Safety Publications/Articles

The Winds Of Winter

When Flying Is Worth The Effort

Winter can provide some of the best flying weather and some of the worst. Knowing what to expect and how to prepare for it is essential knowledge for all-season pilots.

I remember one brisk winter day in south-central Pennsylvania. A renter pilot called our FBO from upstate New York to discuss a problem with one of our airplanes. He claimed the engine would occasionally lose power and backfire in flight. I agreed that didn't sound good, and we arranged for a local mechanic to have a look at the bird. About an hour later the renter called again and told me the mechanic was unable to find anything wrong. I spoke to the mechanic, who insisted there was nothing wrong with the machine. He opined that my renter was probably a new pilot and nervous about his first long-distance trip from home.

New pilot was true enough - I'd examined him for his private certificate in the fall - but as to nerves, a backfiring engine is something difficult to conjure up out of one's imagination. I spoke with the renter and offered to bring him a replacement airplane. He said it wasn't essential but he would appreciate it. I was glad I could preflight the airplane in the hangar - especially when the cold wind chilled me to the bone during the short push from hangar to ramp.

With the assistance of a fortuitous tailwind I landed at the New York airfield an hour and a half later, turned over the new airplane to the renter, and looked up the mechanic to pay his bill. He reiterated his assessment that the renter was just nervous about flying so far from home. I settled the mechanic's bill and flew the airplane in the pattern for a few minutes. The engine ran like a top, and so I headed for home. It was still very cold and rather windy with good visibilities under a 2,000- to 3,000-foot ceiling. IFR altitudes would put me in the clouds and potential icing conditions, so I flew VFR about 2,000 feet above ground level. After a while the ceiling rose to the point where a higher VFR altitude was available, but the headwind encouraged me to stay low.

The most desolate terrain along the route was relatively close to home, and of course it was there that the engine began to exhibit the symptoms described by my renter. It ran rather better on one magneto than two, but neither the airplane nor its pilot was very happy. I climbed to about 4,000 feet agl and took stock of my situation. The closest airport was home base. There were plenty of places to make a forced landing between here and there, but that would surely be a last-ditch option. Because I had left my cold-weather clothing in my car at the airport, there was a very good chance I'd survive a forced landing only to freeze before I could get out of the woods. I stayed high and didn't descend until I was over my home field. The landing was, as they say, uneventful.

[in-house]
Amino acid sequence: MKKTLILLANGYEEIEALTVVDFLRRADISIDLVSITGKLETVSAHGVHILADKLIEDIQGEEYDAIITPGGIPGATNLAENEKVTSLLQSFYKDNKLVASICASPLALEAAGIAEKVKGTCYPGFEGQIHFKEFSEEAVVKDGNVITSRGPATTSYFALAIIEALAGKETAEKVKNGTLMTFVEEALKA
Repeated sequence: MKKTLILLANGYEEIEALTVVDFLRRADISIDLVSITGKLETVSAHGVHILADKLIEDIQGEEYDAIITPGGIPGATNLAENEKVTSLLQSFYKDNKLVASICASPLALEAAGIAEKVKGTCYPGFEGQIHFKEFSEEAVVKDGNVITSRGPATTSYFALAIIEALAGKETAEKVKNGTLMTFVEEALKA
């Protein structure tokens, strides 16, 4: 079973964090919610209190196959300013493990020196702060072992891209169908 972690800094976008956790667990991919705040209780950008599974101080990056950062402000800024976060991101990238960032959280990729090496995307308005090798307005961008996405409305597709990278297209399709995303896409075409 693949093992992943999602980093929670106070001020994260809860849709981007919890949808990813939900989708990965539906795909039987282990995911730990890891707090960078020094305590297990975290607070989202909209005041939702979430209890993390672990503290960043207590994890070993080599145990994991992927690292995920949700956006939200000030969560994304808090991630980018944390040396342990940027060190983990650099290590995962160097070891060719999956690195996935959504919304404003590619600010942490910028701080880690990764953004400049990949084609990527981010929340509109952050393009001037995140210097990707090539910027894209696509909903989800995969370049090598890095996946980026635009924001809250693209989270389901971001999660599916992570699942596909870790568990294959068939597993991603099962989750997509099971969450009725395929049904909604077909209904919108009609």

Our mechanic discovered contact problems with both magnetos that were obvious even to a new pilot. I called the New York mechanic. "I thought you said you checked the magnetos and found nothing wrong. Even I can see the problem." "I did check the mags," he said. "The engine ran up just fine."

Alaska and parts of Canada require survival gear on board all airplanes. It's a good idea in the lower 48 as well. A parka, gloves, water-repellant pants, and boots are basic requirements. Add matches, some tinder, a metal water container - so you can melt snow when your water's gone - and a sheet of plastic for shelter, and you can survive - albeit not as comfortably as you'd like - until help comes. I store these items in a small backpack and throw it in with the luggage, preferably where it can be accessed from the cabin. A number of years ago a pilot landed - well, mostly crashed - about a mile and a half short of the runway at a nontowered airport on Christmas Eve. He survived with injuries that left him unable to walk and spent a very uncomfortable night in what was left of the fuselage. During the night he tore down the window curtains and stuffed them into his clothes to increase the insulation. In colder circumstances access to warm clothing could have been essential to survival.

I'll bet that all pilots can recite the rule for flying with ice, snow, or frost contamination on the airplane: "Don't do it!" But many pilots in northern climes know of someone who did fly with frost on the wings and suffered no perceptible adverse effect, so the question becomes, "How much is too much?" I have the answer.

About 20 years ago I saw what was left of an airplane that had crashed just after takeoff. One aileron and a portion of wing had torn off the machine as the pilot accelerated toward cruise speed. The pilot managed to maintain some control and actually crawled away from the wreck. He described aileron flutter followed by departure of the aileron and wing tip. Yes, there had been a little frost on the airplane, but it was only a little and he'd flown with that much frost before. The difference, it turned out, was that the airplane had been repainted in the spring and this was the first frost-contaminated flight with the new paint. Apparently the frost was enough to put the aileron out of balance, and that caused the flutter. So the answer to how much is too much is "I don't know." That's why the airplane has to be squeaky clean.

There's a lot more to winter flying. of course. For more information see "Safety Pilot: Snow Time," December 2001 AOPA Pilot. Enjoy the season and encourage your students to make the extra effort to get out and fly. They'll enjoy the experience, and there'll be less rust for you to knock off in the spring.

By John Steuernagle

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